Jameis Winston's professional football career hasn't quite gone as planned.
The 2015 first overall pick made NFL history last season -- and not in the best way -- by becoming the first quarterback ever to throw for 30 touchdowns and 30 interceptions. He had high points, including two straight performances in which he threw for 450 or more yards (another NFL record). He had low points, including a five-interception game against the Panthers -- a team that, without Winston's abysmal performance, would have finished in the bottom five teams for that statistic.
Now, he's a backup for the New Orleans Saints, and he may not even be the primary backup, considering the burgeoning and intriguing talent that is Taysom Hill. We have to wonder if he regrets his decision to go with football as a career path as opposed to the other sport he was dominating in as a teenager: baseball.
Retired Indians, Brewers and Yankees pitcher (and likely Hall of Famer) CC Sabathia says he should have gone that alternate route. In fact, he even told him that to his face.
"I thought Jameis Winston should have played baseball," Sabathia said on the latest episode of his "R2C2" podcast. "I watched him pitch and I told him that when I met him. I met him in Tampa. I told him that I thought he should have played baseball."
Sabathia wasn't alone. According to Bob Nightengale of USA Today, Winston was mobbed for autographs and observed by several Yankees in 2014 at George M. Steinbrenner Field in Tampa.
"It's super cool to see what he's doing," Sabathia told USA Today after seeing the then-20-year-old play that day. "I'd love to get an autograph from him some day, maybe a football too."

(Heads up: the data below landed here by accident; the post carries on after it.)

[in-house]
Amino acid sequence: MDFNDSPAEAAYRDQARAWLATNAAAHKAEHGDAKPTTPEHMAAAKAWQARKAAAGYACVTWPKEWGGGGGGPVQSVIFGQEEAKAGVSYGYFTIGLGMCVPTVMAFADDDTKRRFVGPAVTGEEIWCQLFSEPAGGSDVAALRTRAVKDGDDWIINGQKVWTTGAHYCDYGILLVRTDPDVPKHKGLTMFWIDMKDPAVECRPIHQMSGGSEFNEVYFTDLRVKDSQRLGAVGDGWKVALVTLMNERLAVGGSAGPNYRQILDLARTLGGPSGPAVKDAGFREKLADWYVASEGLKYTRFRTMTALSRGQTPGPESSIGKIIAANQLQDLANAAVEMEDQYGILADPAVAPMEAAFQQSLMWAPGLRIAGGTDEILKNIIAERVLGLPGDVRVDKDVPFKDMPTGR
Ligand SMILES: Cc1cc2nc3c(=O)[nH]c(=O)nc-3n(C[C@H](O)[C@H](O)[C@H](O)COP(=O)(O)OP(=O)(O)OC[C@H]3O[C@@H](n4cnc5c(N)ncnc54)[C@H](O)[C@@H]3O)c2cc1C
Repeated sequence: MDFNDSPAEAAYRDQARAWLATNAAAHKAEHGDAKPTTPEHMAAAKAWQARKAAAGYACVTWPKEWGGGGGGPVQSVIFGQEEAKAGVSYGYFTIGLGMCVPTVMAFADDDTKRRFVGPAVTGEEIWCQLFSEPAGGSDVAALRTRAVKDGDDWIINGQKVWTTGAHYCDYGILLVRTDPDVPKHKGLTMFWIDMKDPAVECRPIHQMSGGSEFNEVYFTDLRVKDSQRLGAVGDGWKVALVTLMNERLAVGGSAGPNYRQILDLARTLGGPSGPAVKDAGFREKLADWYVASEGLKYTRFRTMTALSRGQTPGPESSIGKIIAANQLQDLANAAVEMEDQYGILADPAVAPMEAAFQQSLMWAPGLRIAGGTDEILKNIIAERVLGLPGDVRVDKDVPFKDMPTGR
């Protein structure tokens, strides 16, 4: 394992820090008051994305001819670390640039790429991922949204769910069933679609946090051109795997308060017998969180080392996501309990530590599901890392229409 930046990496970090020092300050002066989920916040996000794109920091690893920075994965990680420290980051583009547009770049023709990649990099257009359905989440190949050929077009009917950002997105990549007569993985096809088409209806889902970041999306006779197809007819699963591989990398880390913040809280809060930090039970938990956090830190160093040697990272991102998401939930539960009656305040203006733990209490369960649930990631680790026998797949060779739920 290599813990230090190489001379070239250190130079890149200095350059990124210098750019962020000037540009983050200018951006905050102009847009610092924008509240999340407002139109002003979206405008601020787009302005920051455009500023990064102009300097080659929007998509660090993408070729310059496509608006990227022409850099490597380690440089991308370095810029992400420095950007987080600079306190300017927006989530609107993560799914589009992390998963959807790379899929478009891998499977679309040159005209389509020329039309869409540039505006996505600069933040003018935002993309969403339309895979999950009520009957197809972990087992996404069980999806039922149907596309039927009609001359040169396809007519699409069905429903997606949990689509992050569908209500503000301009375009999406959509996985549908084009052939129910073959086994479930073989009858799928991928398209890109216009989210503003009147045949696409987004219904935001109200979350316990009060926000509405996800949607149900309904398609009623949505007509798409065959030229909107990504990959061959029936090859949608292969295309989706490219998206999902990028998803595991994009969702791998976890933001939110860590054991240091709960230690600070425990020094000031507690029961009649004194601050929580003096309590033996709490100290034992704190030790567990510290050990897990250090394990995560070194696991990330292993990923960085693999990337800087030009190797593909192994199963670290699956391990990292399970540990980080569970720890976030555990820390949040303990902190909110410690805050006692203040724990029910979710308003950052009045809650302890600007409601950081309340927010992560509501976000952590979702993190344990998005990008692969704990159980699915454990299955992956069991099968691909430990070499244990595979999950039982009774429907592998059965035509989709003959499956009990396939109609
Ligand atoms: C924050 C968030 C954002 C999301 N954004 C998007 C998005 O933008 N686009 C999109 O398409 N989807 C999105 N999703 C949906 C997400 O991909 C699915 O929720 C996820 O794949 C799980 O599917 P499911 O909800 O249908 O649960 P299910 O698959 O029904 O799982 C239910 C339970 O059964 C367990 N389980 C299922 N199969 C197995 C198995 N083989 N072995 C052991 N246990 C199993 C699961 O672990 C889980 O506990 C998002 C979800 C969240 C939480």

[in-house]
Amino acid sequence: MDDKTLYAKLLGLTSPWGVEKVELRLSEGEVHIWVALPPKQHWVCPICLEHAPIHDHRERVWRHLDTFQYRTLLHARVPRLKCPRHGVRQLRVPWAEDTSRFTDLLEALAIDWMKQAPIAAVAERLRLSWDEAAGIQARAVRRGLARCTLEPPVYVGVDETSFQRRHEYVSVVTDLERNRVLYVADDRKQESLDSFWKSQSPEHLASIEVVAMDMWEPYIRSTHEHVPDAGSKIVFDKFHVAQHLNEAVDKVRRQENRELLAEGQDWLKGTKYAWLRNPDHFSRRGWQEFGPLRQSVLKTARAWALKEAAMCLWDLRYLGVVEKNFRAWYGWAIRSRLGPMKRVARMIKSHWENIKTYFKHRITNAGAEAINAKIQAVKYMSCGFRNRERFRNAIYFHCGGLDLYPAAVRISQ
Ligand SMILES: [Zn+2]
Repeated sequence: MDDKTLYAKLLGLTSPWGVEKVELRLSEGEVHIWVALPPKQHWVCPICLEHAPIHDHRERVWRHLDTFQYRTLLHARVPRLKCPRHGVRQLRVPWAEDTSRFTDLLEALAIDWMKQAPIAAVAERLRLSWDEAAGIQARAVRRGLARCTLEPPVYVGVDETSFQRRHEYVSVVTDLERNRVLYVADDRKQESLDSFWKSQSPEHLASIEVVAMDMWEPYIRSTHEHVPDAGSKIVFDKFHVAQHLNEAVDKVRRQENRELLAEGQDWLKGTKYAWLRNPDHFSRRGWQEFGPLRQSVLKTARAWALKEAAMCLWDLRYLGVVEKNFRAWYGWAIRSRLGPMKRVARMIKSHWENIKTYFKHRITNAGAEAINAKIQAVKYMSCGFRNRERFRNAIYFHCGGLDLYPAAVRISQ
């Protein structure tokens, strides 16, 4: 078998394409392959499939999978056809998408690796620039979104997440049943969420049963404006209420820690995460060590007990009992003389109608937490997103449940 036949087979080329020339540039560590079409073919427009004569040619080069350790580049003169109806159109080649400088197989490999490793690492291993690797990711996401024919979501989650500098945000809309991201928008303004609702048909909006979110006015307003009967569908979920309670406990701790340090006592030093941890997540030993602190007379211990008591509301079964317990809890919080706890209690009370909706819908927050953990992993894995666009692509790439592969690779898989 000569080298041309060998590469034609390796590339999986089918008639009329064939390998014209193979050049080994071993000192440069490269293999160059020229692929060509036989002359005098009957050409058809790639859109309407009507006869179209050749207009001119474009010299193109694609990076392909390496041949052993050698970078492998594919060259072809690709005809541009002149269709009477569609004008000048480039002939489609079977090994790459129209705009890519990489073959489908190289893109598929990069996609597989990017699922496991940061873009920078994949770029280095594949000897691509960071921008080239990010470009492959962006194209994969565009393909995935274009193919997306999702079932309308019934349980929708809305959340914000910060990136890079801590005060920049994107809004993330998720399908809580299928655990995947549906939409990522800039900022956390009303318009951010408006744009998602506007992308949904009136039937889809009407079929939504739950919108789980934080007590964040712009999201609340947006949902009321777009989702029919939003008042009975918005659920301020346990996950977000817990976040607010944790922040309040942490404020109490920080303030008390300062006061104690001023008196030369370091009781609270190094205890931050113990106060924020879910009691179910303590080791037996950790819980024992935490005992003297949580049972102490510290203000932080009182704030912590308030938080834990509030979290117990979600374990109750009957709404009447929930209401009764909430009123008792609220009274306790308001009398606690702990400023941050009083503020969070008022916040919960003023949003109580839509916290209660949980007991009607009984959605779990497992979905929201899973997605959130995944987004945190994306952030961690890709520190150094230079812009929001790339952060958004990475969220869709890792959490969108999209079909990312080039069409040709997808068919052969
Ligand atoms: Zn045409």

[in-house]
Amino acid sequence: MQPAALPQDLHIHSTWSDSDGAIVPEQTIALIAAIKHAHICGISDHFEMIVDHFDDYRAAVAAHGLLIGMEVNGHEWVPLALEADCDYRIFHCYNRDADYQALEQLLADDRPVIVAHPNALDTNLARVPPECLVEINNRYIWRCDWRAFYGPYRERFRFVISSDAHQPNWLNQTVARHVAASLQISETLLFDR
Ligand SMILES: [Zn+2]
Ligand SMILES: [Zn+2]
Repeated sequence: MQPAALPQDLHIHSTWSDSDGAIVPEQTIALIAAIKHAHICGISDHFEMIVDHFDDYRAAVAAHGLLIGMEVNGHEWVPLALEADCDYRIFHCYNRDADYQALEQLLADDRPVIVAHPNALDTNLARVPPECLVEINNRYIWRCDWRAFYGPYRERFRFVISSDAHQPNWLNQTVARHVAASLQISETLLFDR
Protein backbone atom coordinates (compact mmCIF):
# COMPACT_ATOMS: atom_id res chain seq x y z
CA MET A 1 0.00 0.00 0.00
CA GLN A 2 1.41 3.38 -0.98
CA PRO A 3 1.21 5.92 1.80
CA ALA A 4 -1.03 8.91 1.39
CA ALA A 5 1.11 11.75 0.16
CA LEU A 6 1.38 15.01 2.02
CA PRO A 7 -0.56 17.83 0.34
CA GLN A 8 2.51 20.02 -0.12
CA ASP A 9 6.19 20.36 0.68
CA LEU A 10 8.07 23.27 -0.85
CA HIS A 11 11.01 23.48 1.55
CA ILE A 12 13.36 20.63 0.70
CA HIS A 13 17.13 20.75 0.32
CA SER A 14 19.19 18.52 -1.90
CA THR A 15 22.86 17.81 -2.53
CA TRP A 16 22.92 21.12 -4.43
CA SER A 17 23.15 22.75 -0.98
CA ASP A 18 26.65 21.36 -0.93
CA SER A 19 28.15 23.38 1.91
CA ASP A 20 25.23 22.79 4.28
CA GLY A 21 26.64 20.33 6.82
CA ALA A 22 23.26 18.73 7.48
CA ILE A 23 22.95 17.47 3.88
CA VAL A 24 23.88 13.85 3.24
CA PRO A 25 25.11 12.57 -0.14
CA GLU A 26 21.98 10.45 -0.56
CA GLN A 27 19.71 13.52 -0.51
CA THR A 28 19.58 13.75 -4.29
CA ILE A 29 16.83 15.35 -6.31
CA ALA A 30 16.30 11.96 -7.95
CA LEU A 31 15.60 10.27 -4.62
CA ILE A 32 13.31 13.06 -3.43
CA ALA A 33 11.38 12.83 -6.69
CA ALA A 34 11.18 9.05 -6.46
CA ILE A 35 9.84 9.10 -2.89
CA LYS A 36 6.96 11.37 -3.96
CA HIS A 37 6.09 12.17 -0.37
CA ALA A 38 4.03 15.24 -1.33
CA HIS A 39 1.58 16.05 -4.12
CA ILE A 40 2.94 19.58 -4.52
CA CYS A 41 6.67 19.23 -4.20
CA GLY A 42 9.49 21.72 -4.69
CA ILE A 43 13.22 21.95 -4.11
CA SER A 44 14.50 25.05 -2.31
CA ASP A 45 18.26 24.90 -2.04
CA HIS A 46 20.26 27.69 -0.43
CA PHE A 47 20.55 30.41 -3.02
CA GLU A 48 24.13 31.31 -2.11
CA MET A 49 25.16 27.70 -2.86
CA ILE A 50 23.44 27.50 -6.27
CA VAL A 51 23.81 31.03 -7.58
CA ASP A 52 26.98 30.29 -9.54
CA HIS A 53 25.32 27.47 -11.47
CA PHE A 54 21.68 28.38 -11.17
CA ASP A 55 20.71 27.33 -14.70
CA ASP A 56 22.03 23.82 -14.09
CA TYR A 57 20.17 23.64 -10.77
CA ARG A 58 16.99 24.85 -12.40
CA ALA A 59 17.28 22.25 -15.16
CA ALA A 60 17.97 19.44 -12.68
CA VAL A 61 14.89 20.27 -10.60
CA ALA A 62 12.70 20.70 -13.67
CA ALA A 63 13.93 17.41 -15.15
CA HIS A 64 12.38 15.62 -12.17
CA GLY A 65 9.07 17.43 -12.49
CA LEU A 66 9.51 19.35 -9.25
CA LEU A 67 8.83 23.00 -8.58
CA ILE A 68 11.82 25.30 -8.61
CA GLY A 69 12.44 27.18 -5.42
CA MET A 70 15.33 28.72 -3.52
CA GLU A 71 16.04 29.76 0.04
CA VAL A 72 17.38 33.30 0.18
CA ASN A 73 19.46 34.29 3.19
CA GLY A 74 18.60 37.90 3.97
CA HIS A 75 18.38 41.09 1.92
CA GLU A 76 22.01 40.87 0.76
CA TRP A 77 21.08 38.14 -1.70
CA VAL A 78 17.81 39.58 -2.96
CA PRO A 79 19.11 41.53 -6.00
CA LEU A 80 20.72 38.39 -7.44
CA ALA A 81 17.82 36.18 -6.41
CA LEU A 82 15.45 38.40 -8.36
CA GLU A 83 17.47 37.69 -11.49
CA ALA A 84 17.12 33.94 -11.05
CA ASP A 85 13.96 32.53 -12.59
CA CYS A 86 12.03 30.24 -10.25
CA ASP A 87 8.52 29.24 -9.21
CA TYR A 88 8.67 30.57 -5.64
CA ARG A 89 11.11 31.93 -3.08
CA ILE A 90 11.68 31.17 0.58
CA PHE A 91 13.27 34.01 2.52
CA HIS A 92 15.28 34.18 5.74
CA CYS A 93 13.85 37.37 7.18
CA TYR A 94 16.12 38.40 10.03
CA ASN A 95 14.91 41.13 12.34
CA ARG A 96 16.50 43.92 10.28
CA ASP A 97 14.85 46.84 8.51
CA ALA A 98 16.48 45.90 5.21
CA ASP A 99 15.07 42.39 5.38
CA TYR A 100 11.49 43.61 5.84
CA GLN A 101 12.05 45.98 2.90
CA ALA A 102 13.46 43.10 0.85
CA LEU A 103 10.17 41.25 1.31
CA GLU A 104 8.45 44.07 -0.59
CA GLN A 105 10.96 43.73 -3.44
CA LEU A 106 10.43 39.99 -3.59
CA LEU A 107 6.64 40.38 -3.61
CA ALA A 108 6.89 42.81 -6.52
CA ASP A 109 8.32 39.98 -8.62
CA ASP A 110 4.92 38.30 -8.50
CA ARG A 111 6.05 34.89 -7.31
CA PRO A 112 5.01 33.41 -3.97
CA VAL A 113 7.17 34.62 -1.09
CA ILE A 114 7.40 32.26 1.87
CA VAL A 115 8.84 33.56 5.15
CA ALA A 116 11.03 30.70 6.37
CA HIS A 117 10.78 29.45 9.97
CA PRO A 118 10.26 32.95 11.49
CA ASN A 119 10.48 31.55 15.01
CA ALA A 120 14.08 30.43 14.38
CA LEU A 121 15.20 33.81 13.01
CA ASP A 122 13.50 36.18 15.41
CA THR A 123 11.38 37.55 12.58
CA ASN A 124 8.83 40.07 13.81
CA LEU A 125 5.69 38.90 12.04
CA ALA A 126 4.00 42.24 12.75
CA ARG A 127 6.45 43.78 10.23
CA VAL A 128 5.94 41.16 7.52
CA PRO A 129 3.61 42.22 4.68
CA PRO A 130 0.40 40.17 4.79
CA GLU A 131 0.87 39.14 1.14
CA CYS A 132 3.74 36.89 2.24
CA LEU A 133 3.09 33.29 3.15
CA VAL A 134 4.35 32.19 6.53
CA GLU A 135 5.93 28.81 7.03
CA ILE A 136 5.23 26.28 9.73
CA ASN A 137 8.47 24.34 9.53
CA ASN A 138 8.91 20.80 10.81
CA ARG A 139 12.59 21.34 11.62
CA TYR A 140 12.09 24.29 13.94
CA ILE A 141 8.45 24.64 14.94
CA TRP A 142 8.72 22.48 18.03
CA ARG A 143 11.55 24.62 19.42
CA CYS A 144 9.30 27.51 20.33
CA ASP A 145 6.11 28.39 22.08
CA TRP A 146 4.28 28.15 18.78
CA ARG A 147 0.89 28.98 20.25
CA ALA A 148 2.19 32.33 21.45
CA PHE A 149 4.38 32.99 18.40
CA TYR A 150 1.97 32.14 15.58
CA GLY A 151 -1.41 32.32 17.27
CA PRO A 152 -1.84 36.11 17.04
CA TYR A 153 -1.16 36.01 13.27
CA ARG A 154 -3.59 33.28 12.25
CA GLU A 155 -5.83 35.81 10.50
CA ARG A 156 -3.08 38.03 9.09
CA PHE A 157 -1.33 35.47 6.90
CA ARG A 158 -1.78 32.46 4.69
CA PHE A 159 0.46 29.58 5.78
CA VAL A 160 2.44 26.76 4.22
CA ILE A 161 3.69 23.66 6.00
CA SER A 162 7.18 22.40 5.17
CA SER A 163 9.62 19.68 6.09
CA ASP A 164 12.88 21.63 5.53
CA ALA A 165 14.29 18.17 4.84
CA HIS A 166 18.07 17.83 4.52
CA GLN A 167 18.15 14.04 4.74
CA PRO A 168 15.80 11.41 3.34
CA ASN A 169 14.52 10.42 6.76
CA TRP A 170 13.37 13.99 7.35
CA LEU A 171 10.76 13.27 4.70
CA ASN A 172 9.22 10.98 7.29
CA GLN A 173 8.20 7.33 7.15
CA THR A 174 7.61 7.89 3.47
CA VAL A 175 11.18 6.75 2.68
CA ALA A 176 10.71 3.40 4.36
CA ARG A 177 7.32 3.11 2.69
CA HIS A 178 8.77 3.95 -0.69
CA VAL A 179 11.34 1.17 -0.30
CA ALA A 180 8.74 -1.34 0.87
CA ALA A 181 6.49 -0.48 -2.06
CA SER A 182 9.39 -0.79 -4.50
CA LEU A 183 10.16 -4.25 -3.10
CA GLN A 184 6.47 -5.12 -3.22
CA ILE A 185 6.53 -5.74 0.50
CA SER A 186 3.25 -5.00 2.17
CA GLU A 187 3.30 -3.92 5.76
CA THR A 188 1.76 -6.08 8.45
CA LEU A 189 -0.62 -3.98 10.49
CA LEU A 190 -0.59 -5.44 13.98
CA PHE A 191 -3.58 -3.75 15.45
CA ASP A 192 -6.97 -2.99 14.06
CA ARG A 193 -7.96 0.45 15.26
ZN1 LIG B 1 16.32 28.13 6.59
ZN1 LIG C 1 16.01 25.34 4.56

Derek Jeter, Jorge Posada and Mark Teixeira were more of the Yankees that got to meet Winston at that game, an experience that the future quarterback said was "probably better than winning the national championship."
So it couldn't have been an easy decision to abandon baseball. For as talented as Winston obviously was as a QB, throwing for 40 touchdowns and just 10 interceptions in his debut season at Florida State, he was nearly as highly touted as a baseball player at one point. In high school, Winston received a perfect 10 rating from Perfect Game, indicating a "potential very high draft pick and/or Elite level college prospect."
His fastball hit 92 as a high school senior in the class of 2012, better than 97.61% of other pitchers his age. He was a switch-hitter, labeled as an "outstanding and versatile athlete," an "outstanding baserunner," and a "unique athlete (who) combines physical talent with surprising instincts and skills." A relief pitcher at FSU, he finished his two-year stint with a 1.94 ERA over 60.1 innings pitched. He had something real, and Sabathia saw it in him.
Sabathia also saw the talent in Kyler Murray, who at one point was the No. 5 high school prospect in all of baseball, at least on Baseball Factory's big board. Sabathia notes, however, that he told Murray to stick with football.
That seems to have been a good decision. If New York sports fans aren't aware of Murray's talent like Sabathia is, they'll probably get a helpful reminder when the Cardinals take on the Jets in Week 5.